Business is picking up at lawn mower service centers all across the country.
Kenny Harnach runs one in Charlotte.
“The earlier the better,” Harnach says, in reference to tuneups.
Don’t wait until you need it, and don’t try to crank it until you know what’s inside.
“Because if I have to start it to service it, I want to make sure there’s enough oil in it,” Harnach says.
There should also be enough clean fuel that hasn’t sat in the tank since last fall.
“The reason for that is the fuel in there may be stale and trying to start it up will circulate it through the gas lines and through all the starting parts and make it much harder to deal with,” says Paul Hope, with Consumer Reports.
Hope just wrote about getting yard gear ready for spring and summer use.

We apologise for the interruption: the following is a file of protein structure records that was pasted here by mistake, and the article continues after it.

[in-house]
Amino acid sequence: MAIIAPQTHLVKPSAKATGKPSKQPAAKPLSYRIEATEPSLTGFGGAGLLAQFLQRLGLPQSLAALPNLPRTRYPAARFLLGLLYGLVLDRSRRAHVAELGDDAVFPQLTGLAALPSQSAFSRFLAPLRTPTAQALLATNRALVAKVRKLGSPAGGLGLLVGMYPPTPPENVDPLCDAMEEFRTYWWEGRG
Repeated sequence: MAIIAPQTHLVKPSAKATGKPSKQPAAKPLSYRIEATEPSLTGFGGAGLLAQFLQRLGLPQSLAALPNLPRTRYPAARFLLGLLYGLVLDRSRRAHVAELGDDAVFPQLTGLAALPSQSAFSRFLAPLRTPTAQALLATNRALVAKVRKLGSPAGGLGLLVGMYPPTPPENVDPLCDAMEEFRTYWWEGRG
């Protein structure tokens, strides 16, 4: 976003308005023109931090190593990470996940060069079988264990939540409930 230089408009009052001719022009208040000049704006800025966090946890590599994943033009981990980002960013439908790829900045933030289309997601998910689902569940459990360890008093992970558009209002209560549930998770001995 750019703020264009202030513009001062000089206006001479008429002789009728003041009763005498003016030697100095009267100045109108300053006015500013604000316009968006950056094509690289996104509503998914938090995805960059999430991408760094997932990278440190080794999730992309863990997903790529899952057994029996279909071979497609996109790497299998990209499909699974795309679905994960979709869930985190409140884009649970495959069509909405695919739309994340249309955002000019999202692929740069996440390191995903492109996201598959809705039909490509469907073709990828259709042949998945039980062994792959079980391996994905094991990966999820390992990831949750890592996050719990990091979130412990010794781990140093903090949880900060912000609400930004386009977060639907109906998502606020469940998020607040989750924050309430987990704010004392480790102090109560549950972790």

He and Harnach say draining the old gas might be necessary, especially if it has too much ethanol in it.
“Ethanol is really hard on engines of outdoor power equipment,” Hope says.
“Ethanol is an alcohol,” Harnach says. “It dries up all the rubber products inside the motor.”
Make sure the gas you’re buying has 10-percent of less ethanol in it, or search out a gas station that sells ethanol-free gasoline.
Harnach and Hope also both recommend using a small engine fuel stabilizer.